It is true that Aaron Carter's second album is slightly less creepy than his first, simply because his voice has broken and he no longer sounds as much like a child singing about things far beyond his years. Still, the basic approach hasn't really changed, and he's still singing songs that are clearly directed at kids but written with distinctly adolescent, even adult, overtones. Even songs that are meant to be light, frothy love songs are too knowing about sexuality, always hinting at things that young Aaron just shouldn't know about. Then, there's the cut and paste commercialism of the music, as the producers act like magpies, stealing elements from dance-pop, new wave, dancehall, bubblegum, country, Time-Life oldies, putting them together in a way that would please kids and their parents on the surface (oh look! That song samples "Break My Stride"!) but just seems like disturbing pandering upon close inspection. Not to mention crass, a word that doesn't quite seem to apply, even after the deliberate repeated references to the Backstreet Boys (him and that Nick Carter, they're brothers, you know), until the album reaches its conclusion with an unlisted 11th track that is nothing more than young Aaron plugging a forthcoming home video and his songs for the Nickelodeon film Jimmy Neutron, taking the time to mention the release date for both the record and film, helpfully mentioning that the soundtrack includes songs not found on any other album. Gee, thanks for the tip, Aaron.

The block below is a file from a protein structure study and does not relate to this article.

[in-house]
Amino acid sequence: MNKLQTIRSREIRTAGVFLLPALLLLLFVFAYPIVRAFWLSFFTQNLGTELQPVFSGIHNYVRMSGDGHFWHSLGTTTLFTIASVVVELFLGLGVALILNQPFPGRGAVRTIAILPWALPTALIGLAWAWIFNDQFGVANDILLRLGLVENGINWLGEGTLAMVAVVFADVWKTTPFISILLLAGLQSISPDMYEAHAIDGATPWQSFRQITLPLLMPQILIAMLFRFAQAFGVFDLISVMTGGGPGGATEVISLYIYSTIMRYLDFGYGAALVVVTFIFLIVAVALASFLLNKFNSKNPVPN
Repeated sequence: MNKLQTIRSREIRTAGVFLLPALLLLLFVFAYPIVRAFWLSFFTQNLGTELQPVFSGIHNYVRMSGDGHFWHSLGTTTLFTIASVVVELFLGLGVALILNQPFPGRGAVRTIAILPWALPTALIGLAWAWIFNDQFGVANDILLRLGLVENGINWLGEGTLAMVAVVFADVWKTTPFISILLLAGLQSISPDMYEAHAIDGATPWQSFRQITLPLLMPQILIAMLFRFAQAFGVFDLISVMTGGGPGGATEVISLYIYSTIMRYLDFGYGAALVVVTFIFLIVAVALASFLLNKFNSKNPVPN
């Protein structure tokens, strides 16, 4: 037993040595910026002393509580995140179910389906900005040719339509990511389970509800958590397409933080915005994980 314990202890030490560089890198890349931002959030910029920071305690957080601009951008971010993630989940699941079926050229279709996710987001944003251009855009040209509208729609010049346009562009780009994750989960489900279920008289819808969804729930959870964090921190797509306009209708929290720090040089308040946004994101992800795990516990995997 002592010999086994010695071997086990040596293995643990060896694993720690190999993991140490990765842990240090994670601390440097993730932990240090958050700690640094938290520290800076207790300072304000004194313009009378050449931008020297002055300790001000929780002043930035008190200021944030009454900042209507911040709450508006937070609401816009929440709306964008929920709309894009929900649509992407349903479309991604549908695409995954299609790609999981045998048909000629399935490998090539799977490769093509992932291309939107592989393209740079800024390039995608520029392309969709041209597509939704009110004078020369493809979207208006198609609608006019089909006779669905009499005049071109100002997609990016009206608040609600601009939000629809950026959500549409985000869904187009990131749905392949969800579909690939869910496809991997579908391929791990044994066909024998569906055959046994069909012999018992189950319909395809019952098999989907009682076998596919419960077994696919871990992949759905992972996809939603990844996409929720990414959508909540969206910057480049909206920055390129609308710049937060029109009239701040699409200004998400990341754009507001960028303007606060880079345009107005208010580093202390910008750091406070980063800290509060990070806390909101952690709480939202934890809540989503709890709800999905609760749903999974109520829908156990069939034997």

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AllMusic Review by Stephen Thomas Erlewine
feat: No Secrets